Background: Advances in diabetes technology have led to reliance on continuous glucose monitors (CGM) for glycemic management. Insufficient wear time due to device malfunction, insertion problems, displacement or removal for imaging, medical procedures or hospitalization is common. Prescription practices that provide an exact number of sensors without redundancy fail to account for the realities of CGM use. The aim of this study is to characterize CGM disruption rates and consequences.

Methods: A RedCap survey was completed by adults from a university based diabetes center with T1D or T2D who utilize CGM.

Results: Of 262 surveys sent, 76 were completed. Participants had mean age 54, T1D 69%, female 72%, White 97%, and mean duration of diabetes 28 years. 100% used CGM (85.1% Dexcom, 9.5% Freestyle Libre, 5.4% Medtronic) , 61% insulin pump, and 41% HCL systems. The percent of participants reporting ≥1 CGM disruption events in 1 year: device malfunction (85.1%) , insertion problems (63.0%) , displacement (56.8%) ; removal for imaging (44.6%) , surgery/procedures (13.7%) and hospitalization (4.1%) . Adverse glycemic events attributed to disruption of CGM including hyperglycemia and hypoglycemia occurred ≥1 time in 55.4% and 45.9% of the participants respectively (Figure) .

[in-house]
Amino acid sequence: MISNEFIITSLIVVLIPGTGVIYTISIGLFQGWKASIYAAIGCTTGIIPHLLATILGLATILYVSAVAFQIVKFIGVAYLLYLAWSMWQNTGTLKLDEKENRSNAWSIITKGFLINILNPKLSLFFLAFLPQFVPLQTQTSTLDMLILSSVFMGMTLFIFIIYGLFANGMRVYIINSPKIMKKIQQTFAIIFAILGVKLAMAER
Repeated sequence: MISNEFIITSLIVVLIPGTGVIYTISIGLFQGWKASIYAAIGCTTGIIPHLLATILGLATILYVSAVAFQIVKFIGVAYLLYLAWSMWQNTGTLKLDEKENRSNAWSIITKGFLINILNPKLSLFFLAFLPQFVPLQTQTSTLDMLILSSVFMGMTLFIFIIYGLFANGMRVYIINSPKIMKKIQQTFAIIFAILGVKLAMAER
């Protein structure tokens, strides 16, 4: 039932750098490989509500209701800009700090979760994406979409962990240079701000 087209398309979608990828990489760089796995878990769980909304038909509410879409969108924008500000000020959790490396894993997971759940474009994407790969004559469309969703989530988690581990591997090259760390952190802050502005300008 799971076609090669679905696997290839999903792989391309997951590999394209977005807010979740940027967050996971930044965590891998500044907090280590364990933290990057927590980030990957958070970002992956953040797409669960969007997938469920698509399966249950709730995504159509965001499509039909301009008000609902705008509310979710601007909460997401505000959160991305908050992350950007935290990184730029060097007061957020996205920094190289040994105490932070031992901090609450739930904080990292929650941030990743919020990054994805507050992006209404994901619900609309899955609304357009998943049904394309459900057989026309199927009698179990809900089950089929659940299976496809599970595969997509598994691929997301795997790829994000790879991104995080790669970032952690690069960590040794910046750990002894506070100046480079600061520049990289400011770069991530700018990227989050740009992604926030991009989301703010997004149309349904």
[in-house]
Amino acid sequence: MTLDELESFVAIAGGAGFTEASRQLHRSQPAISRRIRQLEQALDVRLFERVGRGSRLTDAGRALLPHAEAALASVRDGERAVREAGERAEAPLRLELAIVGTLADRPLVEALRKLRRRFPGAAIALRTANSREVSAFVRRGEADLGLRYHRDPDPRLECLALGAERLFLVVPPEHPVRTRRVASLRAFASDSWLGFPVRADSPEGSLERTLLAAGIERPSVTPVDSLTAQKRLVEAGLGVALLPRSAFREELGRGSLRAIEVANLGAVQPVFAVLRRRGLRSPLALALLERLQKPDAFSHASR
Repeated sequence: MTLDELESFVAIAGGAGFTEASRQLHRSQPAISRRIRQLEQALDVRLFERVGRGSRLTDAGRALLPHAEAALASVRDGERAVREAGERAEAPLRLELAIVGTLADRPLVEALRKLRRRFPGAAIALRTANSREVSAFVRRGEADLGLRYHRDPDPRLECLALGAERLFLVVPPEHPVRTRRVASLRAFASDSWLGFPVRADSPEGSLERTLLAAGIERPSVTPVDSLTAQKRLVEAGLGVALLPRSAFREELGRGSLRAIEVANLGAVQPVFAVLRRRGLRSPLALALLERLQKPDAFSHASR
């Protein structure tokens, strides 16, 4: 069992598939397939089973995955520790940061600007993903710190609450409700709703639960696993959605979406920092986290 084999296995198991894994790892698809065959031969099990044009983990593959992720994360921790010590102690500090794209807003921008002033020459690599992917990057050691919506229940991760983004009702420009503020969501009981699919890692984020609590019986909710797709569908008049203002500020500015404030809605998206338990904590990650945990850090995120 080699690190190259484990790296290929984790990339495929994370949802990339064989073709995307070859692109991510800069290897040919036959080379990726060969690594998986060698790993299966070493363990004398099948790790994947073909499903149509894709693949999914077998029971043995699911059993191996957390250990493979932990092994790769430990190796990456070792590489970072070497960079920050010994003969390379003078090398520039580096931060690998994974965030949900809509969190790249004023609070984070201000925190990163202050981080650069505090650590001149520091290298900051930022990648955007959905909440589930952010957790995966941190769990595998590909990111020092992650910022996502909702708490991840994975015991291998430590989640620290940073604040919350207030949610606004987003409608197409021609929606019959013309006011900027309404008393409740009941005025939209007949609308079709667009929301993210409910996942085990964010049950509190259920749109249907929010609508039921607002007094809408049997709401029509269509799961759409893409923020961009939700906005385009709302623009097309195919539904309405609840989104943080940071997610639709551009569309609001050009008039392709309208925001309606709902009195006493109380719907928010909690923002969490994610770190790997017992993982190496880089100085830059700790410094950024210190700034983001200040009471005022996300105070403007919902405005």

Conclusion: Loss of CGM use prior to the anticipated change date is common. Lack of redundancy of CGM supplies contributes to disruptions in care and adverse glycemic events.


A.Cedeno: None. P.Krutilova: None. A.Markov: None. J.B.Mcgill: Advisory Panel; Gilead Sciences, Inc., Lilly Diabetes, MannKind Corporation, Novo Nordisk A/S, Provention Bio, Inc., Salix Pharmaceuticals, Consultant; Bayer AG, Boehringer Ingelheim International GmbH, Research Support; Dexcom, Inc., Novo Nordisk. A.M.Mckee: Consultant; Medtronic.

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